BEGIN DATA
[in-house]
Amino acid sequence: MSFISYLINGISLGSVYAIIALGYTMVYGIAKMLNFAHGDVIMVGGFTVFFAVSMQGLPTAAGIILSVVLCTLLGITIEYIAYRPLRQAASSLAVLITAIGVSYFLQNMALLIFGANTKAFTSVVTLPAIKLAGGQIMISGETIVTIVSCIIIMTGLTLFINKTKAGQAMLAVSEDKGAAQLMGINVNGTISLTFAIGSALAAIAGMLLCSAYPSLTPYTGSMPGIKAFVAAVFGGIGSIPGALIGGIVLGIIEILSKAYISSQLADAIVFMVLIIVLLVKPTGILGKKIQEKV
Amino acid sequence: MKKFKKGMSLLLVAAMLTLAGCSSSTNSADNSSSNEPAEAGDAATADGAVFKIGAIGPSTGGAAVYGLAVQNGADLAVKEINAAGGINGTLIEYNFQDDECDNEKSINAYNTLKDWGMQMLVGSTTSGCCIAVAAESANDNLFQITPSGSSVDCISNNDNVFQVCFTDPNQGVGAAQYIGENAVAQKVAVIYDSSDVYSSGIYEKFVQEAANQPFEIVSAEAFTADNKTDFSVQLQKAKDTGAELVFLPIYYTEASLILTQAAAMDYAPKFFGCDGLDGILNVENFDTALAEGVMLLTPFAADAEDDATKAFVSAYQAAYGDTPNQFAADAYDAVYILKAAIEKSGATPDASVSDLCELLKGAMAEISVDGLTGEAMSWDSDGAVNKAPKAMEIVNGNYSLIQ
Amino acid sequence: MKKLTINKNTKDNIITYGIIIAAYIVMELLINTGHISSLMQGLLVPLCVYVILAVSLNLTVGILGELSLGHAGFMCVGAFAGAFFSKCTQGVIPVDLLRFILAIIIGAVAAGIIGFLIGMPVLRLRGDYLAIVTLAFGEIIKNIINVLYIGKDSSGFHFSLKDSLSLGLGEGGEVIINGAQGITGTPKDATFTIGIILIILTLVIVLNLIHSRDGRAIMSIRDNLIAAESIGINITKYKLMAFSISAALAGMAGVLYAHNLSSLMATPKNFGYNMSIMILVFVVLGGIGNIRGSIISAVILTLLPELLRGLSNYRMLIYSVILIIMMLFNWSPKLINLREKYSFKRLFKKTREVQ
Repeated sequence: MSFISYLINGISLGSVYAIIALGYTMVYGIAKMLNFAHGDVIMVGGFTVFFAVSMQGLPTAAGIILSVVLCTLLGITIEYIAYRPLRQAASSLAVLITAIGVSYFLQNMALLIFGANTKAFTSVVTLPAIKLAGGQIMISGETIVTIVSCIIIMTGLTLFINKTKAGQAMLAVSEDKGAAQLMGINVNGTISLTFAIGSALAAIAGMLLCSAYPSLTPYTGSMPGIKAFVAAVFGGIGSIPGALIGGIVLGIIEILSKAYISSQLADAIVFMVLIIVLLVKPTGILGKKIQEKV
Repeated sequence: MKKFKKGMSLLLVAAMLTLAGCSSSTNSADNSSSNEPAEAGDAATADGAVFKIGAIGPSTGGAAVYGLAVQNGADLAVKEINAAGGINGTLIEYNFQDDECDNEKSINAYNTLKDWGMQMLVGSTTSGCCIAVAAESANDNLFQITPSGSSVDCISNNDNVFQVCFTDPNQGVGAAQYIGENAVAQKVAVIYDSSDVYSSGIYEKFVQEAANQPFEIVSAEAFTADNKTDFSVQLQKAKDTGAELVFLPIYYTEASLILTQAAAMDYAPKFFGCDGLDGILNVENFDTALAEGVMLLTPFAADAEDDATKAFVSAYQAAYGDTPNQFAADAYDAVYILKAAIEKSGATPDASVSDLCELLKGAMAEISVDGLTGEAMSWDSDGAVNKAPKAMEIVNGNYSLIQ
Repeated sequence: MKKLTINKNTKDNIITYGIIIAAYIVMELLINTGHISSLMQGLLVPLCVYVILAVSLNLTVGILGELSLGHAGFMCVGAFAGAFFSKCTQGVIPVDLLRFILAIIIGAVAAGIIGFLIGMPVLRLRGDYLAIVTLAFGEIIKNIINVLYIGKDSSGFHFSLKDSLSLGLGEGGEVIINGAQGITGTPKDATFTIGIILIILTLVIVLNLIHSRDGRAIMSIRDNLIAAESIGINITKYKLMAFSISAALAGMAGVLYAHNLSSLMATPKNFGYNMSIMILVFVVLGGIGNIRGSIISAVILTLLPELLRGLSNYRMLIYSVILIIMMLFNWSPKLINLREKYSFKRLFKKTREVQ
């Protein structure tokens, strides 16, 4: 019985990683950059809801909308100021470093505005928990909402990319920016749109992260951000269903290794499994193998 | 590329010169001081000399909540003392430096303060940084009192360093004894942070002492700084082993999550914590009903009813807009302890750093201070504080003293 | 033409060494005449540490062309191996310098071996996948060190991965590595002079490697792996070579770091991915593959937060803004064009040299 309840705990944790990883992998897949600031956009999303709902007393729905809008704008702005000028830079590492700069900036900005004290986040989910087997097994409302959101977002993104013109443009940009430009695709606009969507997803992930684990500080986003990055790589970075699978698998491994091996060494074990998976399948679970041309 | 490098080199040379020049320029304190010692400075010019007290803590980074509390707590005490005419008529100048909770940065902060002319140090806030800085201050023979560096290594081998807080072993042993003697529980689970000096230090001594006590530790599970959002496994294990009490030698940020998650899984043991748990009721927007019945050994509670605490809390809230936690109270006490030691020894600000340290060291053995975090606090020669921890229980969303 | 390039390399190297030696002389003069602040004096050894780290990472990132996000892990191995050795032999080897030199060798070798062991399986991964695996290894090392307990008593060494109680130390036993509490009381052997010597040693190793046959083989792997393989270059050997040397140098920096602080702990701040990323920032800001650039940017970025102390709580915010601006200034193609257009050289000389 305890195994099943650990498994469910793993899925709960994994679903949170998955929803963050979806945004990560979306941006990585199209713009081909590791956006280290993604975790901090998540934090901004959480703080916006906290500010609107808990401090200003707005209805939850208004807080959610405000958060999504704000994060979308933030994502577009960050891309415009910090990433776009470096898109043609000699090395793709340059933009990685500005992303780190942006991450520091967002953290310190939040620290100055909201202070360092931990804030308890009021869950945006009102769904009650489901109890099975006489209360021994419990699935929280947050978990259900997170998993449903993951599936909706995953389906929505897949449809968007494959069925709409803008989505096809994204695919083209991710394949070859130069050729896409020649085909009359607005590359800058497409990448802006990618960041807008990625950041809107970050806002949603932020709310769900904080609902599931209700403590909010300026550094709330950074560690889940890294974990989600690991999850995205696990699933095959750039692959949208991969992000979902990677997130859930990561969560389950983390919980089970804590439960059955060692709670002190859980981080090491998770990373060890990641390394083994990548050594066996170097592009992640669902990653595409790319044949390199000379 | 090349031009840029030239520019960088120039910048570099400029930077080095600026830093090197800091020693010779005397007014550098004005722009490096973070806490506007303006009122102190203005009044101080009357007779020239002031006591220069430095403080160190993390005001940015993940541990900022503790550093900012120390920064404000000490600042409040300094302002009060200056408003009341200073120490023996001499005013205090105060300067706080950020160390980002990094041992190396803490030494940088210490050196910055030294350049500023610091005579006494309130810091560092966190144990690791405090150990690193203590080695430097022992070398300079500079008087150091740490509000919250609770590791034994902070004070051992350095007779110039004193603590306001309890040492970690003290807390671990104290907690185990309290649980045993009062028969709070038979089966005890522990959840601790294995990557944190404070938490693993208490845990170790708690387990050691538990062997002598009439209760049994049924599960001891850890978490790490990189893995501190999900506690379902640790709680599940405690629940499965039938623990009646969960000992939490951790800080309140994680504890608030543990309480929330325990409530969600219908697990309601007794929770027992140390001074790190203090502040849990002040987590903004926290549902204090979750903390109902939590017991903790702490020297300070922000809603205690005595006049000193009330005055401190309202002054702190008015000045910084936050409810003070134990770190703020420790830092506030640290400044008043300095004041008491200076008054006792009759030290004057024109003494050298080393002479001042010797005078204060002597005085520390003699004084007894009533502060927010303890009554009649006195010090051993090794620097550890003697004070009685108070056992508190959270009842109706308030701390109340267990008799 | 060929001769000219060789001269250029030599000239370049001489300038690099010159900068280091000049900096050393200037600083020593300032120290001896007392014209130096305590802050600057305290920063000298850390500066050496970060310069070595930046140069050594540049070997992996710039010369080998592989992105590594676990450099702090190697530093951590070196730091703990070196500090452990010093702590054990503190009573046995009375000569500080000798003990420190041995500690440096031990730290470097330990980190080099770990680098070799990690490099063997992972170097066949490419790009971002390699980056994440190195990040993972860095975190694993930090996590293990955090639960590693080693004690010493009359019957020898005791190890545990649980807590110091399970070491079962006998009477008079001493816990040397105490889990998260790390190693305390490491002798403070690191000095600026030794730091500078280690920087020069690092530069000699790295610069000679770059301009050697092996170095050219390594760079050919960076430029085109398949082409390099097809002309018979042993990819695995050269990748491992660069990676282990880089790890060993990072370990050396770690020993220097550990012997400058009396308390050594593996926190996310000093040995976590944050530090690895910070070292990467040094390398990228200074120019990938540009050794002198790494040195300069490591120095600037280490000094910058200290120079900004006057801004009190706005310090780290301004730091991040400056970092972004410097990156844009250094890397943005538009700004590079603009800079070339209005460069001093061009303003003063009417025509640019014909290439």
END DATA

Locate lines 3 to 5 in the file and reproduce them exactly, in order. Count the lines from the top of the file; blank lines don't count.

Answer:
Amino acid sequence: MKKFKKGMSLLLVAAMLTLAGCSSSTNSADNSSSNEPAEAGDAATADGAVFKIGAIGPSTGGAAVYGLAVQNGADLAVKEINAAGGINGTLIEYNFQDDECDNEKSINAYNTLKDWGMQMLVGSTTSGCCIAVAAESANDNLFQITPSGSSVDCISNNDNVFQVCFTDPNQGVGAAQYIGENAVAQKVAVIYDSSDVYSSGIYEKFVQEAANQPFEIVSAEAFTADNKTDFSVQLQKAKDTGAELVFLPIYYTEASLILTQAAAMDYAPKFFGCDGLDGILNVENFDTALAEGVMLLTPFAADAEDDATKAFVSAYQAAYGDTPNQFAADAYDAVYILKAAIEKSGATPDASVSDLCELLKGAMAEISVDGLTGEAMSWDSDGAVNKAPKAMEIVNGNYSLIQ
Amino acid sequence: MKKLTINKNTKDNIITYGIIIAAYIVMELLINTGHISSLMQGLLVPLCVYVILAVSLNLTVGILGELSLGHAGFMCVGAFAGAFFSKCTQGVIPVDLLRFILAIIIGAVAAGIIGFLIGMPVLRLRGDYLAIVTLAFGEIIKNIINVLYIGKDSSGFHFSLKDSLSLGLGEGGEVIINGAQGITGTPKDATFTIGIILIILTLVIVLNLIHSRDGRAIMSIRDNLIAAESIGINITKYKLMAFSISAALAGMAGVLYAHNLSSLMATPKNFGYNMSIMILVFVVLGGIGNIRGSIISAVILTLLPELLRGLSNYRMLIYSVILIIMMLFNWSPKLINLREKYSFKRLFKKTREVQ
Repeated sequence: MSFISYLINGISLGSVYAIIALGYTMVYGIAKMLNFAHGDVIMVGGFTVFFAVSMQGLPTAAGIILSVVLCTLLGITIEYIAYRPLRQAASSLAVLITAIGVSYFLQNMALLIFGANTKAFTSVVTLPAIKLAGGQIMISGETIVTIVSCIIIMTGLTLFINKTKAGQAMLAVSEDKGAAQLMGINVNGTISLTFAIGSALAAIAGMLLCSAYPSLTPYTGSMPGIKAFVAAVFGGIGSIPGALIGGIVLGIIEILSKAYISSQLADAIVFMVLIIVLLVKPTGILGKKIQEKV